All organic and regenerative farmers are united in the view that keeping the soil covered with vegetation is essential to building its fertility. The more vegetation there is above ground, the more roots, organic matter and life will develop below, in a rising spiral of productivity – and the less chance there is of losing soil and nutrients during heavy rain.
Over the last month, I have been visiting growers in Spain and southern France, where rainfall is typically just 400mm or less per year (for comparison, Devon generally receives 1,200-1,300 mm). I became aware of the contradiction between traditional practices to conserve the scarce moisture for crops in the short term, and the need to build the soil’s fertility, organic matter and biodiversity in the longer term.
Where rain is scarce, farmers have learnt that if you keep the soil’s surface loose and free from any weeds or vegetation, water loss through evaporation from the surface is negligible; any rain will move down under gravity, and be effectively sealed and conserved in the soil below. In very dry areas, land may be kept fallow (bare) in this way for years, until the occasional rains accumulate enough precious moisture in the soil to germinate and sustain a crop to harvest. But bare earth quickly loses organic matter, and nearer to the equator, it can get so hot that virtually all life is killed near the surface of the soil.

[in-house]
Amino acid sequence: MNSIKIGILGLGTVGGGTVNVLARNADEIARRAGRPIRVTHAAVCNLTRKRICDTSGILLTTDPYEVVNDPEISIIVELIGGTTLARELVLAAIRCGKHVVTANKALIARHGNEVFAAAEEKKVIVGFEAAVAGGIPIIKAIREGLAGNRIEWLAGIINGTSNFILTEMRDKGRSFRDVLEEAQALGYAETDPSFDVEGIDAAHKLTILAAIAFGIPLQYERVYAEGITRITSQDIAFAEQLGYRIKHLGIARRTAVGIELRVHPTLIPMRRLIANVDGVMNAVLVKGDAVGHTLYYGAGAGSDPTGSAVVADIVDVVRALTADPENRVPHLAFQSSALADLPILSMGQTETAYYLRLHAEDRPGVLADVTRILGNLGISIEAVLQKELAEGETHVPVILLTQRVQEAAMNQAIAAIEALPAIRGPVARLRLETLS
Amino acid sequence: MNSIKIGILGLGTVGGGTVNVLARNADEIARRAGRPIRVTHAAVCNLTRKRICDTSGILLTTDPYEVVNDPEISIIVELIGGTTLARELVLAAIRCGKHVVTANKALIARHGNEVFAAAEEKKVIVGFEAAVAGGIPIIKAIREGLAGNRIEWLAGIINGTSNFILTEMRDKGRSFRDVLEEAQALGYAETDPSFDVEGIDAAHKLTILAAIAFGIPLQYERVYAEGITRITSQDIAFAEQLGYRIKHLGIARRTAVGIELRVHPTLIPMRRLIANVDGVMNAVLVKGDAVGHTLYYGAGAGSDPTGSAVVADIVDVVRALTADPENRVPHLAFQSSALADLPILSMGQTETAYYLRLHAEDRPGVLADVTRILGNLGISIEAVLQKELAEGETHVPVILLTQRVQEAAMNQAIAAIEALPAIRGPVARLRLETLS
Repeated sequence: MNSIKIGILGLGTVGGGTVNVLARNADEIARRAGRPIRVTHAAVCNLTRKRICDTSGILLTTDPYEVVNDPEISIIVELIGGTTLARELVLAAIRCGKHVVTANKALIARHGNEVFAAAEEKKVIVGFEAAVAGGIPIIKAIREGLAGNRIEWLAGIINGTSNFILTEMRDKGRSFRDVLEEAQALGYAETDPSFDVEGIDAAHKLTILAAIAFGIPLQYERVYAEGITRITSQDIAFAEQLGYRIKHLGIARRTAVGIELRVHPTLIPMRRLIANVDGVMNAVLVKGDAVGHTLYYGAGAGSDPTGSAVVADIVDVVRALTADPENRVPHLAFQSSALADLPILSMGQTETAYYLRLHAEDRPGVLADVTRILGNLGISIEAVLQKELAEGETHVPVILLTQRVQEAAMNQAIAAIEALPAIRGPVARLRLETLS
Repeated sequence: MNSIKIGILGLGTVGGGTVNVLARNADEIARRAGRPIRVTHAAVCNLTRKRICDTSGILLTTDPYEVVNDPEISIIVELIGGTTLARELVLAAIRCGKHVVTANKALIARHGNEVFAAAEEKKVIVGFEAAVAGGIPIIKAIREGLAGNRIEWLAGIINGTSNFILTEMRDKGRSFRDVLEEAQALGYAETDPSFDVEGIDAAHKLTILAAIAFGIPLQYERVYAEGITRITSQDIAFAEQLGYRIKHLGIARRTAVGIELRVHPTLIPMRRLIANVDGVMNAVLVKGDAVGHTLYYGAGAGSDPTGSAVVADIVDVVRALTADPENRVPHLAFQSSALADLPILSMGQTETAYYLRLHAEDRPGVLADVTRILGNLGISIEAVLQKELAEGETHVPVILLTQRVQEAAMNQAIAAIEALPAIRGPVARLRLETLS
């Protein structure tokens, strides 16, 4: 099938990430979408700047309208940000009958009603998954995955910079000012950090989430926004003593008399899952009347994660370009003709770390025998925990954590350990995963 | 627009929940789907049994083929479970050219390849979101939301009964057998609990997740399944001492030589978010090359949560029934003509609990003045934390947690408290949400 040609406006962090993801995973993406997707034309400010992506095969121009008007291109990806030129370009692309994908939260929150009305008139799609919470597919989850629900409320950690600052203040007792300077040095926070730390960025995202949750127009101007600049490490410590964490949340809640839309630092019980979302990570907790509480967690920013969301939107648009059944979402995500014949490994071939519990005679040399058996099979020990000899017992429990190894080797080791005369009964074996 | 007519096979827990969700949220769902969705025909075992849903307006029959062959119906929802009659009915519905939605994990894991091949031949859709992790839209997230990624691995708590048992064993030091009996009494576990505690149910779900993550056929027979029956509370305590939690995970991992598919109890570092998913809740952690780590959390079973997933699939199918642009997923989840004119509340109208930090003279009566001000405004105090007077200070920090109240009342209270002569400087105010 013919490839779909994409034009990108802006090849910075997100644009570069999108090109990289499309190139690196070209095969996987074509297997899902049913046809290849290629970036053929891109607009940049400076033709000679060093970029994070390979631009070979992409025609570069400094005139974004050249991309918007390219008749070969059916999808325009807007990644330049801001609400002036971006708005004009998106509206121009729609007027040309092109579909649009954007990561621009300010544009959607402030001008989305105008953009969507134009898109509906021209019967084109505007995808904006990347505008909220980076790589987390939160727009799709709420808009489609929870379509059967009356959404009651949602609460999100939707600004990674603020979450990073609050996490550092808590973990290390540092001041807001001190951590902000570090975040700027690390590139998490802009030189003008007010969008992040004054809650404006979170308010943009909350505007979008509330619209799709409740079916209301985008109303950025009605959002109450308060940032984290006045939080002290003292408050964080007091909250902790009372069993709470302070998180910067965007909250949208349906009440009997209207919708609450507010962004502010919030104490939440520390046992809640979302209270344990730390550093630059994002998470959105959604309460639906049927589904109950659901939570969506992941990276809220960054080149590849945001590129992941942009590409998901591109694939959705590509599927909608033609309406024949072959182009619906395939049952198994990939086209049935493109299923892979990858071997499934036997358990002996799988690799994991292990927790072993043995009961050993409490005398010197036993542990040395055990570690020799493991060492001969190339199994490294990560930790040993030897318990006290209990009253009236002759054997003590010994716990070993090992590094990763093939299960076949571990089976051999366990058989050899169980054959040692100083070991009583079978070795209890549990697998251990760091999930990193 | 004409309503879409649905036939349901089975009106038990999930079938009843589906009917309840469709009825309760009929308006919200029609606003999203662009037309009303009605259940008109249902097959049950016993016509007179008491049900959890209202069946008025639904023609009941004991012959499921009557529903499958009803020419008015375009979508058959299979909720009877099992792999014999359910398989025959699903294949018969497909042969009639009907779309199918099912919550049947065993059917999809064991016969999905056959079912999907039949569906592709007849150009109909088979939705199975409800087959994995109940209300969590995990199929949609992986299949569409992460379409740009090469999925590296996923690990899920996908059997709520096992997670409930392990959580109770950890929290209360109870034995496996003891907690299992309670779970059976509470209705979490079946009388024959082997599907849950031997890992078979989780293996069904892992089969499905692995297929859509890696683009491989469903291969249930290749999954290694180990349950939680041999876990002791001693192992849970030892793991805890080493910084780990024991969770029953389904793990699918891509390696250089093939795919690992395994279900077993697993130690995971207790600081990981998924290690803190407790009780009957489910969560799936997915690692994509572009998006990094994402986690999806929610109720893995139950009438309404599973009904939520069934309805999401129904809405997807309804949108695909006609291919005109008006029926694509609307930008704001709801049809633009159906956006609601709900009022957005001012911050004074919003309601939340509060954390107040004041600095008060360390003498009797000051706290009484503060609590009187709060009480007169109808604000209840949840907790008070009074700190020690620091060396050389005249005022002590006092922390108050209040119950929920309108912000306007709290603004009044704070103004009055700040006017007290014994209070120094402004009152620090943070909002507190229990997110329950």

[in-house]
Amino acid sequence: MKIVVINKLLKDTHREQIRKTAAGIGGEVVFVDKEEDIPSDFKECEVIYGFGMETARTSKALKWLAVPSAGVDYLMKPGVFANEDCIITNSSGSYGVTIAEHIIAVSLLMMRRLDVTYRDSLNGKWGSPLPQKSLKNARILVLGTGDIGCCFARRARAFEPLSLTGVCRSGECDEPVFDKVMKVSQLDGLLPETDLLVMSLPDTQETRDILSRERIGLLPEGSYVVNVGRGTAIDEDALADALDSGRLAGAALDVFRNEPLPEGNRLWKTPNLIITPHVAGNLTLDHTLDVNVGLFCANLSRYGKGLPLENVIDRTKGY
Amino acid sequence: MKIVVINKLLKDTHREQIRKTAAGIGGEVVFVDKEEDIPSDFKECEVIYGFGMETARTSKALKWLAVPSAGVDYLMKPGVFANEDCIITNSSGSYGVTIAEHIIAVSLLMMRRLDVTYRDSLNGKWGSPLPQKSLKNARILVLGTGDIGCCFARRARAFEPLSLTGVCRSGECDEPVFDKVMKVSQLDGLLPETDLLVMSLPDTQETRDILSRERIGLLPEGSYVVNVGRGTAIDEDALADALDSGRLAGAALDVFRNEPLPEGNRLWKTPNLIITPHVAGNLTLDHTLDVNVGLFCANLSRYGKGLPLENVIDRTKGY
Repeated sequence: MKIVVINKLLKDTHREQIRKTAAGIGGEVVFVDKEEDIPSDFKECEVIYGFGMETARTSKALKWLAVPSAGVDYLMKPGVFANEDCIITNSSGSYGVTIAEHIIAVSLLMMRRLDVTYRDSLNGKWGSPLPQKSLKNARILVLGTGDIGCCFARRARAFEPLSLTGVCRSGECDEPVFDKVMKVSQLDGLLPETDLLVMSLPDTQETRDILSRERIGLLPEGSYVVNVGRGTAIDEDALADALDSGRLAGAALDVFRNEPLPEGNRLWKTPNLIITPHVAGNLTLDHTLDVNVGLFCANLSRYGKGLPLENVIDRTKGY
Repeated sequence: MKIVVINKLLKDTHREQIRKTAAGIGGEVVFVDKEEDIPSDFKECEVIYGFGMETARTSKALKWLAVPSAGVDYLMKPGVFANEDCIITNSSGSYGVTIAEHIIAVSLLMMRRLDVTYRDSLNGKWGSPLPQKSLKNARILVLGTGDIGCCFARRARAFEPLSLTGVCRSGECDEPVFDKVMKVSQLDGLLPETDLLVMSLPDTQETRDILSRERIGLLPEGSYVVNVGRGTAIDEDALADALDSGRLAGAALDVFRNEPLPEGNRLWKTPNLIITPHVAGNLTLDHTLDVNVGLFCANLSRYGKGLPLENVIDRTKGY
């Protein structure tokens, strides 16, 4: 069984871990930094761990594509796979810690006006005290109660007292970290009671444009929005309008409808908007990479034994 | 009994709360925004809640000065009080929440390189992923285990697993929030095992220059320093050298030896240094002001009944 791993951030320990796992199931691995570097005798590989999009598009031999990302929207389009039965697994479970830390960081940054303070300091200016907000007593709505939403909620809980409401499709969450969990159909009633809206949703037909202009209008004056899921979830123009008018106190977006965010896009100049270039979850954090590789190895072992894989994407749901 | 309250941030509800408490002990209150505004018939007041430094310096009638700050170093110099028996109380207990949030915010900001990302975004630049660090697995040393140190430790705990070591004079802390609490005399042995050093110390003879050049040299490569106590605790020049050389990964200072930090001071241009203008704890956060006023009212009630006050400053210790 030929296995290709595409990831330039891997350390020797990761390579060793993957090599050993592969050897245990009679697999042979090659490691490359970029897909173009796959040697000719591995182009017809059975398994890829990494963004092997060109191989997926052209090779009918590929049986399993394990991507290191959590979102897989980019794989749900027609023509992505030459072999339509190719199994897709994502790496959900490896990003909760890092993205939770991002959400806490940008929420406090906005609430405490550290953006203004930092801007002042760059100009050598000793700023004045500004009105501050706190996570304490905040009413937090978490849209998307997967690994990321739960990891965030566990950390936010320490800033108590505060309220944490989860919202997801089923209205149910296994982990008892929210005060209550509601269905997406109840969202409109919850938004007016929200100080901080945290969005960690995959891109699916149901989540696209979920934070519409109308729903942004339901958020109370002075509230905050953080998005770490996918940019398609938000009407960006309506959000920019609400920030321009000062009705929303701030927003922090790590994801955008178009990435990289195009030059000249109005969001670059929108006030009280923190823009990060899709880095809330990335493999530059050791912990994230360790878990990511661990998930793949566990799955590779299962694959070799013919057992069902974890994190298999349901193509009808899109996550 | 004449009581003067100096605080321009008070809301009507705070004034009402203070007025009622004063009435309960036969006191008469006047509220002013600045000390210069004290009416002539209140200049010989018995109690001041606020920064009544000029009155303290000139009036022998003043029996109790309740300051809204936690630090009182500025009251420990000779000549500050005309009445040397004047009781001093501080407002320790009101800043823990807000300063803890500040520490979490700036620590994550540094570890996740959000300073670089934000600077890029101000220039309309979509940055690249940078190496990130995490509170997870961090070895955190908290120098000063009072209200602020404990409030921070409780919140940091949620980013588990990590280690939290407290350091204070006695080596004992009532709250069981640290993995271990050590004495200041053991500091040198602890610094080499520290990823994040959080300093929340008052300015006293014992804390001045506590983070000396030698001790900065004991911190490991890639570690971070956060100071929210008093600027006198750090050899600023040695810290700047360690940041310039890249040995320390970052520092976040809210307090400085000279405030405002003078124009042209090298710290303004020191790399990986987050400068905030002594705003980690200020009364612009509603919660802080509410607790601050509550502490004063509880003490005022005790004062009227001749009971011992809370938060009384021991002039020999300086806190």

By contrast, the organic growers I visited have broken with tradition by actually encouraging ground-covering weeds below their trees. Though this might have lost a little water initially, the healthier, more open soil absorbed heavy rain faster and held it better, resulting in less water and nutrients running off. The added biodiversity, particularly flowers, also encouraged beneficial predatory insects, helping to reduce crop losses to insect pests. The soil was bound and shaded by the vegetation, reducing soil erosion and extreme temperatures.
As rainfall becomes scarcer, less predictable, and more intense, the argument for ground cover grows. These farmers were teased by their neighbours for their messy, weedy fields, but their break with tradition is supported by a growing body of evidence. Practices that have worked for hundreds of years should be respected, and often do act as a good guide to sustainability – but history tells us that without fertile soil, agriculture is doomed. Perhaps it is time for some new traditions.